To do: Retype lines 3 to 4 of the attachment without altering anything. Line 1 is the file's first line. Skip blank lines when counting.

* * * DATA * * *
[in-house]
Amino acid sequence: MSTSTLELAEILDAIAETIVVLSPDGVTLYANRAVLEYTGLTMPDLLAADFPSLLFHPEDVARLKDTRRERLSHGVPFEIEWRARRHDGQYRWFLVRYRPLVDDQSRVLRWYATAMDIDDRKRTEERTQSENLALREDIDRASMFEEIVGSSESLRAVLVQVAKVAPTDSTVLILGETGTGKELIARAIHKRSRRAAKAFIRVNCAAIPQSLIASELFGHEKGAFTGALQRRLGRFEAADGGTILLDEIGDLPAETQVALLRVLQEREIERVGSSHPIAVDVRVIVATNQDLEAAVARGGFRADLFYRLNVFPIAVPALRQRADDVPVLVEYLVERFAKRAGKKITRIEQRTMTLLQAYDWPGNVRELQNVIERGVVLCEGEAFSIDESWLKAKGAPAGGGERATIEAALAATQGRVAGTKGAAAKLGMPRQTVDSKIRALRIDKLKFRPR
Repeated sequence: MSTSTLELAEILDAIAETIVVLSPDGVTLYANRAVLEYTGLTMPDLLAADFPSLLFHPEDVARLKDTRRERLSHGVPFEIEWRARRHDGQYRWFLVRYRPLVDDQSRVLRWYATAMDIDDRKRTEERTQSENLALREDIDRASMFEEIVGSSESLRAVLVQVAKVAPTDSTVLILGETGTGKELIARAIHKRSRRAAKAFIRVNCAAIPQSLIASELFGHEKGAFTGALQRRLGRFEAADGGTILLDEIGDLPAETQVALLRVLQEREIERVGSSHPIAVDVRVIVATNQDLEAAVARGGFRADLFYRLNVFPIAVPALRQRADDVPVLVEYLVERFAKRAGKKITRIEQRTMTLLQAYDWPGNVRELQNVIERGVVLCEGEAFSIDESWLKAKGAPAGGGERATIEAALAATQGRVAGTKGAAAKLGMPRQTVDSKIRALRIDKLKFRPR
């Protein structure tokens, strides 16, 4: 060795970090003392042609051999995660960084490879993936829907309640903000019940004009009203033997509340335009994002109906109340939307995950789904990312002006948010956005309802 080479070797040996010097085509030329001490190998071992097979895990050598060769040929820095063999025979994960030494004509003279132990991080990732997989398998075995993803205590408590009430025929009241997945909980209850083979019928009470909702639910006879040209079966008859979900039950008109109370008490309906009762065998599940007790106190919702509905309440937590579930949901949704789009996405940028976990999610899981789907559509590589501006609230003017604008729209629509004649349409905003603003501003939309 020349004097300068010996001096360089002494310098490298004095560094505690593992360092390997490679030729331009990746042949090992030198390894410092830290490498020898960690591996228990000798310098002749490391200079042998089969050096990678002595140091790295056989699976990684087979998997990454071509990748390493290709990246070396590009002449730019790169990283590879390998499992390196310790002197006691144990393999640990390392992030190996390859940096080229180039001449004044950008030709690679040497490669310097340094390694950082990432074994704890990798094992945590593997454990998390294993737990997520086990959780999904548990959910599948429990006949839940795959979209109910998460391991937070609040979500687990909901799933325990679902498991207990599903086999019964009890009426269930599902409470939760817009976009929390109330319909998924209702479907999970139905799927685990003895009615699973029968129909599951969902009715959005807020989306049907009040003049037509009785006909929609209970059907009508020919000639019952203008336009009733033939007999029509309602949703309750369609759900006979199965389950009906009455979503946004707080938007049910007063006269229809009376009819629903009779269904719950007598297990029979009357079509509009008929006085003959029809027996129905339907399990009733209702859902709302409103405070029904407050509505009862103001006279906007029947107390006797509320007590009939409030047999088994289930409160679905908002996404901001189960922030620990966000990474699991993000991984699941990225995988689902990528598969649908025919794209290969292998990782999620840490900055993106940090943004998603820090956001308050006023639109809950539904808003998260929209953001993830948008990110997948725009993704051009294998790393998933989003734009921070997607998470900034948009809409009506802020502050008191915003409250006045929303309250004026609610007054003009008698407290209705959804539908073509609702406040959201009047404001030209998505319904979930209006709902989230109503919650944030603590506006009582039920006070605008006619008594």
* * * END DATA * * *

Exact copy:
Repeated sequence: MSTSTLELAEILDAIAETIVVLSPDGVTLYANRAVLEYTGLTMPDLLAADFPSLLFHPEDVARLKDTRRERLSHGVPFEIEWRARRHDGQYRWFLVRYRPLVDDQSRVLRWYATAMDIDDRKRTEERTQSENLALREDIDRASMFEEIVGSSESLRAVLVQVAKVAPTDSTVLILGETGTGKELIARAIHKRSRRAAKAFIRVNCAAIPQSLIASELFGHEKGAFTGALQRRLGRFEAADGGTILLDEIGDLPAETQVALLRVLQEREIERVGSSHPIAVDVRVIVATNQDLEAAVARGGFRADLFYRLNVFPIAVPALRQRADDVPVLVEYLVERFAKRAGKKITRIEQRTMTLLQAYDWPGNVRELQNVIERGVVLCEGEAFSIDESWLKAKGAPAGGGERATIEAALAATQGRVAGTKGAAAKLGMPRQTVDSKIRALRIDKLKFRPR
């Protein structure tokens, strides 16, 4: 060795970090003392042609051999995660960084490879993936829907309640903000019940004009009203033997509340335009994002109906109340939307995950789904990312002006948010956005309802 080479070797040996010097085509030329001490190998071992097979895990050598060769040929820095063999025979994960030494004509003279132990991080990732997989398998075995993803205590408590009430025929009241997945909980209850083979019928009470909702639910006879040209079966008859979900039950008109109370008490309906009762065998599940007790106190919702509905309440937590579930949901949704789009996405940028976990999610899981789907559509590589501006609230003017604008729209629509004649349409905003603003501003939309 020349004097300068010996001096360089002494310098490298004095560094505690593992360092390997490679030729331009990746042949090992030198390894410092830290490498020898960690591996228990000798310098002749490391200079042998089969050096990678002595140091790295056989699976990684087979998997990454071509990748390493290709990246070396590009002449730019790169990283590879390998499992390196310790002197006691144990393999640990390392992030190996390859940096080229180039001449004044950008030709690679040497490669310097340094390694950082990432074994704890990798094992945590593997454990998390294993737990997520086990959780999904548990959910599948429990006949839940795959979209109910998460391991937070609040979500687990909901799933325990679902498991207990599903086999019964009890009426269930599902409470939760817009976009929390109330319909998924209702479907999970139905799927685990003895009615699973029968129909599951969902009715959005807020989306049907009040003049037509009785006909929609209970059907009508020919000639019952203008336009009733033939007999029509309602949703309750369609759900006979199965389950009906009455979503946004707080938007049910007063006269229809009376009819629903009779269904719950007598297990029979009357079509509009008929006085003959029809027996129905339907399990009733209702859902709302409103405070029904407050509505009862103001006279906007029947107390006797509320007590009939409030047999088994289930409160679905908002996404901001189960922030620990966000990474699991993000991984699941990225995988689902990528598969649908025919794209290969292998990782999620840490900055993106940090943004998603820090956001308050006023639109809950539904808003998260929209953001993830948008990110997948725009993704051009294998790393998933989003734009921070997607998470900034948009809409009506802020502050008191915003409250006045929303309250004026609610007054003009008698407290209705959804539908073509609702406040959201009047404001030209998505319904979930209006709902989230109503919650944030603590506006009582039920006070605008006619008594």